'First Great Lady of the World' Brought Egypt Peace and Wealth

Front Page / Jul. 24, 2011 2:27pm EDT

By Chris Constanzo

She lived about 3500 years ago, and she reigned firmly and competently for 22 years over what may have then been the richest and largest empire in the world at that time. Her dominions extended from what is today southern Turkey down through Syria, Lebanon, Israel, Jordan, Libya, Egypt, and the Sudan. 

Never before had the world seen a female sovereign of such a large realm, nor one who ruled so long. For that reason Queen Hatshepsut is considered the first great woman in history. 

Her parents were a king of Egypt, Thutmose I, and his consort Queen Ahmose, herself of royal descent. She had two brothers, but they died young. Since custom decreed that only a male could succeed to the throne, her father begot as an heir a son by another woman. Nevertheless, various narratives of the time suggest that Thutmose I doted on his daughter and gave her an education and training in kingship. It is known that when she grew up he associated her with his rule, giving her the powerful title of “God’s Wife.”  

Her illegitimate half brother, Thutmose II, succeeded to the throne when her their father died, and she married him. (The ancient Egyptians considered sibling marriage among royals desirable to reinforce the essence of divine royalty in their successors.) Thus she became Queen Consort rather than direct heiress to the throne, and she continued to play an important role in governing the kingdom.

She took the name Hatshepsut, which means “First Great Lady” by which she is most commonly known in history. She and Thutmose II had two daughters, but no sons. Thutmose II, like his father, required a male heir to succeed him, so he followed his father’s example and sired a son by another women. Hatshepsut became the baby’s step-mother.

  Thutmose II, who was sickly, died a relatively young man, and his illegitimate son, still a small child, succeeded him as Thutmose III. Hatshepsut, as his stepmother, became regent to rule in his name until he came of age. But it must have rankled her to play second fiddle once again by deferring to male prerogatives regarding the royal succession, especially since she was intelligent, well-educated, experienced in government, and the only legitimate, full-blooded royal in the family.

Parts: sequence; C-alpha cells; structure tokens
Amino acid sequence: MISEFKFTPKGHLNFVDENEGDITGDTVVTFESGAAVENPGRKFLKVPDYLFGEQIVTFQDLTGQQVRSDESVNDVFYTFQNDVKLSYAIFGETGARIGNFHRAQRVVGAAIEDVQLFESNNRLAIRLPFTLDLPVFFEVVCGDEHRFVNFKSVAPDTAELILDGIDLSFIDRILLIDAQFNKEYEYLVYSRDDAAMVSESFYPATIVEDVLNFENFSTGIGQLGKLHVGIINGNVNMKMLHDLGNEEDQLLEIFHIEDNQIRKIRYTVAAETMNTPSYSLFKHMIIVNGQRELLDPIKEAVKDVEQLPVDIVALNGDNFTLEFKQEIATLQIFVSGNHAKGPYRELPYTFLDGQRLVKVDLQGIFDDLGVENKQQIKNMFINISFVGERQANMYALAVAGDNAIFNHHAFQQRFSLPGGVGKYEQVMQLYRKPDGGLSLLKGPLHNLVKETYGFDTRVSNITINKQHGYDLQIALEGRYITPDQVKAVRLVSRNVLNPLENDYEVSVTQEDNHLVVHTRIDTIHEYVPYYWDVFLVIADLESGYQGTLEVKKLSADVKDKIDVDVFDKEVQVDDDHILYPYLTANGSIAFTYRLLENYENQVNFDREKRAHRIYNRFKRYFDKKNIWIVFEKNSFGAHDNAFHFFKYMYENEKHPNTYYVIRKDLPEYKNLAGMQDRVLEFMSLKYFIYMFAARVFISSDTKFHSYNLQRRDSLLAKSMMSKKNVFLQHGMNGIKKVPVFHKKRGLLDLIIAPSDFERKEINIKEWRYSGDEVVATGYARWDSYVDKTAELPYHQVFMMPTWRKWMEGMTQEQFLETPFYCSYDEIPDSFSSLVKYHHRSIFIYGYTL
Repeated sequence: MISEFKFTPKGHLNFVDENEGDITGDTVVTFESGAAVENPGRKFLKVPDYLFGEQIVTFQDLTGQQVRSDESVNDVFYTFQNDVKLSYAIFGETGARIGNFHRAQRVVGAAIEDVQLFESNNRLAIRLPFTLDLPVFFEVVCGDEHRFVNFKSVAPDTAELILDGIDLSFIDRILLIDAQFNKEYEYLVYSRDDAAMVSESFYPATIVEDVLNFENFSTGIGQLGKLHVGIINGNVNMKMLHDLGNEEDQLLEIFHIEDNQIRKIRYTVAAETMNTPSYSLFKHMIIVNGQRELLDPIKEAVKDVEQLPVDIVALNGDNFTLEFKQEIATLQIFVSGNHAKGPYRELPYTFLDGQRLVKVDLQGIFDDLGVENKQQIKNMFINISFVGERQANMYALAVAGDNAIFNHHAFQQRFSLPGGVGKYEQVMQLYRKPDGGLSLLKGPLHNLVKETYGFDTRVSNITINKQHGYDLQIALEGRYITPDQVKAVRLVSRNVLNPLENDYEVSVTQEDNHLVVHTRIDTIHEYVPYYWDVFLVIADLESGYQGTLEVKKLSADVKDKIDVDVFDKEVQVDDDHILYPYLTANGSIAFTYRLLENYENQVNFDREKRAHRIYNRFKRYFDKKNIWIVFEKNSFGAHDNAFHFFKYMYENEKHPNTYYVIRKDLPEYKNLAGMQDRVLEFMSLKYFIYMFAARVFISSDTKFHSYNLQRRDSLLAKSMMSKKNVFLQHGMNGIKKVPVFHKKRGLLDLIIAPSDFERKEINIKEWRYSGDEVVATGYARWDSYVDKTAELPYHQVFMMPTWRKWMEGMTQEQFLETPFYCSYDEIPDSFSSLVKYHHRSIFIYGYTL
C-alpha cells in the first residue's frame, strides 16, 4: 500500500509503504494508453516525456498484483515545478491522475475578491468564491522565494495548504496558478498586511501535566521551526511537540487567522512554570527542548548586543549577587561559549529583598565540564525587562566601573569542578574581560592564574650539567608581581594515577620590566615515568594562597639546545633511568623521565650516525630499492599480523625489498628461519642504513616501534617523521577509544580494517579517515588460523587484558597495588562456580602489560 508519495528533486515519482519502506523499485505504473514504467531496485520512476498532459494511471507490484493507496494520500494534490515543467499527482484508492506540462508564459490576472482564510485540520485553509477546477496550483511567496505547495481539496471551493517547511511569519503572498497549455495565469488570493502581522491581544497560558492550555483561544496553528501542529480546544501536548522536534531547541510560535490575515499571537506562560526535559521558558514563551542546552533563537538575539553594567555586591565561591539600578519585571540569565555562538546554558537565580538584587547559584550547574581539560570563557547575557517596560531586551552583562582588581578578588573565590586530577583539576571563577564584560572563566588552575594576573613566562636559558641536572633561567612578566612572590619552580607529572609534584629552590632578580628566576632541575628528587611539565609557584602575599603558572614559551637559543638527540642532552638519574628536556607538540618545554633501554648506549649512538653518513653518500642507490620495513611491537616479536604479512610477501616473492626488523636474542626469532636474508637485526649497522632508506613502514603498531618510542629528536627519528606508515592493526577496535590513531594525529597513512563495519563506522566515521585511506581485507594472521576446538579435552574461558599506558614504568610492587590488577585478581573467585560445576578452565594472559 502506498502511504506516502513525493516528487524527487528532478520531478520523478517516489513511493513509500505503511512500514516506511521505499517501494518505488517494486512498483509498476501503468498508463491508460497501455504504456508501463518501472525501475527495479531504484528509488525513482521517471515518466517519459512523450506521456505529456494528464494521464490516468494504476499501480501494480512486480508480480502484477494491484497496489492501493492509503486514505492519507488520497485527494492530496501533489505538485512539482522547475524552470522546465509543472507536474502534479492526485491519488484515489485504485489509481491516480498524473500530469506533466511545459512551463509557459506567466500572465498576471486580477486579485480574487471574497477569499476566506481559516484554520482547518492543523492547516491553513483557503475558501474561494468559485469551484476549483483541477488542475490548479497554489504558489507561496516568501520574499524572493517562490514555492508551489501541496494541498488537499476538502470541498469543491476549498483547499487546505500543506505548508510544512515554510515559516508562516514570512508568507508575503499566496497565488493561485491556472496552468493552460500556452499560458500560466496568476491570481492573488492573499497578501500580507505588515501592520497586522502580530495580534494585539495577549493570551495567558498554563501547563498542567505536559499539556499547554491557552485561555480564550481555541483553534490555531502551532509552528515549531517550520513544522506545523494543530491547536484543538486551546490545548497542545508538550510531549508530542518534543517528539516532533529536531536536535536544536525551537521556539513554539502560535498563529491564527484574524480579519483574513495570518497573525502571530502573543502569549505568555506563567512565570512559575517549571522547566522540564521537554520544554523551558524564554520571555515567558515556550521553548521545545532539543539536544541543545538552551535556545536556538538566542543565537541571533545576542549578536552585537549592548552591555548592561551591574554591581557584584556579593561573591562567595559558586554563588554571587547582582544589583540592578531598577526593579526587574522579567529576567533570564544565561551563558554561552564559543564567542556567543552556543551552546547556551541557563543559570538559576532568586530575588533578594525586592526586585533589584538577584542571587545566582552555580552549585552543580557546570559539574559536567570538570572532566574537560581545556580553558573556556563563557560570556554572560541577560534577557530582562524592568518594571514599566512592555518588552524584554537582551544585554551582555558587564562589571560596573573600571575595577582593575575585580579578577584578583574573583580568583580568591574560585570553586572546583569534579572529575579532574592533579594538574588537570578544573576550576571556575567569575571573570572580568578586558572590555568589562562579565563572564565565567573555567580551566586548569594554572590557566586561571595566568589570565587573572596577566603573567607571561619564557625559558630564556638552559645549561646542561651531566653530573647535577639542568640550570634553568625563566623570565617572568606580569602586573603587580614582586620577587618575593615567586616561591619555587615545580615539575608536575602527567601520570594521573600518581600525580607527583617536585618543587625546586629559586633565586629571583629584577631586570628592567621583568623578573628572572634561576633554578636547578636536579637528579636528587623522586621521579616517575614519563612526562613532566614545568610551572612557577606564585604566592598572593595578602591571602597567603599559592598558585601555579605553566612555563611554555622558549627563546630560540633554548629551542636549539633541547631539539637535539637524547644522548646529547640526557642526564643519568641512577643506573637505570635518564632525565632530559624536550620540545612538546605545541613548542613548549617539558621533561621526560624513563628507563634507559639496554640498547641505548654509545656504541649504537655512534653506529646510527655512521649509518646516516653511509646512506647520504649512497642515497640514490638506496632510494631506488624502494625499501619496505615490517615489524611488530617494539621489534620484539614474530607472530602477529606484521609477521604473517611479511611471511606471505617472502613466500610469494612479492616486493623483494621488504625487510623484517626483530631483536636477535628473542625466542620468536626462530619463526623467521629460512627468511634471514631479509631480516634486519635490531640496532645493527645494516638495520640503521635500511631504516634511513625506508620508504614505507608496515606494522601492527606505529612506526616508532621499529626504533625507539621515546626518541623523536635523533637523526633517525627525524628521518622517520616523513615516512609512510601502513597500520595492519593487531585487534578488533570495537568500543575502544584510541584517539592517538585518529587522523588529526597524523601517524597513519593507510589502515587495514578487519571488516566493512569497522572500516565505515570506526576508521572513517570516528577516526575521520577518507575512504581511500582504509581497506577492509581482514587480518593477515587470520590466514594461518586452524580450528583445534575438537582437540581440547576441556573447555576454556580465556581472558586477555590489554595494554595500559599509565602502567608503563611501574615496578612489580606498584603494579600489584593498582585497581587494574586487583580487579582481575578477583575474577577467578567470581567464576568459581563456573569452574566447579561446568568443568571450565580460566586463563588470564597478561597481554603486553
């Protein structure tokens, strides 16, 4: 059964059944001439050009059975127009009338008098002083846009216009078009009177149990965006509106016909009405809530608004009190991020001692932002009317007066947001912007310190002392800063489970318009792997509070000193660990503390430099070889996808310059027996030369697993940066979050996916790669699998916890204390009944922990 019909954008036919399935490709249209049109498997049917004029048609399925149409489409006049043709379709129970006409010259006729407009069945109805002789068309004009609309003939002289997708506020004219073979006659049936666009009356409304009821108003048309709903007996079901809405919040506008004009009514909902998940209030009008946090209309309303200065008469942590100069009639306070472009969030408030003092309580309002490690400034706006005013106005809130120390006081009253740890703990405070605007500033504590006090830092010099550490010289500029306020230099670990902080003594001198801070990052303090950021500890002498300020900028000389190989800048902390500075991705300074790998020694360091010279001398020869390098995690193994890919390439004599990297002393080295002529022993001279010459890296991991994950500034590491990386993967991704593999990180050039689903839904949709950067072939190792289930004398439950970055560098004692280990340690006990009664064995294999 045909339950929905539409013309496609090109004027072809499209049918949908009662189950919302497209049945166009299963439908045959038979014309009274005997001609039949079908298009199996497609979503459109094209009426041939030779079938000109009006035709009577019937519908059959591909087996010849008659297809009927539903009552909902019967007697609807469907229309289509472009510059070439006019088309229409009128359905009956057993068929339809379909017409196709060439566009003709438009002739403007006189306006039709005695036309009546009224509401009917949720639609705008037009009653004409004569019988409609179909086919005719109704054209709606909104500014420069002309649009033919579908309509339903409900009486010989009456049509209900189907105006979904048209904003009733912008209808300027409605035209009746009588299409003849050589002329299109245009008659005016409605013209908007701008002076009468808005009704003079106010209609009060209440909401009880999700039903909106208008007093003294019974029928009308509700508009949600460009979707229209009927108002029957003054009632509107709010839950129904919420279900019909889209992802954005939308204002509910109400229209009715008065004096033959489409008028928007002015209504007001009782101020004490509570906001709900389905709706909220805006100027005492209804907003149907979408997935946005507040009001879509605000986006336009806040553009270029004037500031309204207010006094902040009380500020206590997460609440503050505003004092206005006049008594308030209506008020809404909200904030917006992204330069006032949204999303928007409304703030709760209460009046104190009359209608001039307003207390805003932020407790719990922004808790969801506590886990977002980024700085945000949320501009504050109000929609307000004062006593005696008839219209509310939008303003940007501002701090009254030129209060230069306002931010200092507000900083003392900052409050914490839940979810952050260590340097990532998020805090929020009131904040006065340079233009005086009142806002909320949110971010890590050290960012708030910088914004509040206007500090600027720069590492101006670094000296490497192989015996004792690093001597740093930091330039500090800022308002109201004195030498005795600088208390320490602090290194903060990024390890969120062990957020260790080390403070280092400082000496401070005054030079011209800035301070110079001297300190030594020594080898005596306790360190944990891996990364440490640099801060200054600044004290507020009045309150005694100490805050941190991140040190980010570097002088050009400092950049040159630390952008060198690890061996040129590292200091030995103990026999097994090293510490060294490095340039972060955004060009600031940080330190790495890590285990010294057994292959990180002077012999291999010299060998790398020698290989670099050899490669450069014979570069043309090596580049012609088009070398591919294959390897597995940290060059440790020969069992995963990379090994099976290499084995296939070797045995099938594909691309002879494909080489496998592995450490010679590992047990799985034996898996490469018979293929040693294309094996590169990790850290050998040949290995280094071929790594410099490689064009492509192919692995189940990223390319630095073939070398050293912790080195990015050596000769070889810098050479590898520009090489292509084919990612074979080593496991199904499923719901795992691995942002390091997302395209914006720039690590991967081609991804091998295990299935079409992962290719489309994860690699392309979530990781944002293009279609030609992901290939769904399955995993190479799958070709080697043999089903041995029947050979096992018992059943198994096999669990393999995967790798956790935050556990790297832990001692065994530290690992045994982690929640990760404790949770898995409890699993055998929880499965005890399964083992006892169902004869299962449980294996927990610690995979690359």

Shortly, a mighty and very revolutionary thought occurred to her. She decided to become the ruler in her own right. She had herself crowned “king” of Egypt and took an official throne name of Maatkara, which roughly means “Order and Balance with God.”

In deference to custom, she allowed herself to be depicted as a man, complete with a beard as worn by a king, and she was referred to as “he” rather than “she.” But it clearly irritated her. She started to have herself referred to in the feminine form, and soon statues and paintings appeared depicting her as a woman, with a distinctly female body. One must conclude that Hatshepsut was proud of her womanhood.


As ruler of Egypt, Hatshepsut’s accomplishments were undeniable. Early in her reign she sent successful military expeditions abroad to consolidate Egyptian power north to the Near East, west to Libya, and south to Nubia (now the Sudan). It is believed she led some of them personally. In fact, her advisers wanted to add the epithet “The Strong Bull” to her name, but instead she had herself depicted as “The Great Lioness.” 

Despite her early military accomplishments, she dedicated most of her formidable energy and talent to ensure Egypt’s economic prosperity and national beautification. Although Egyptian policy for centuries was to preserve economic self-sufficiency, Hatshepsut believed it worthwhile to seek commercial relations with the outside world. She sent trading expeditions into neighboring lands and countries deep in Africa. An expedition to Somalia brought back hordes of riches in the form of spices and other luxuries, as well as trees to be transplanted in Egypt.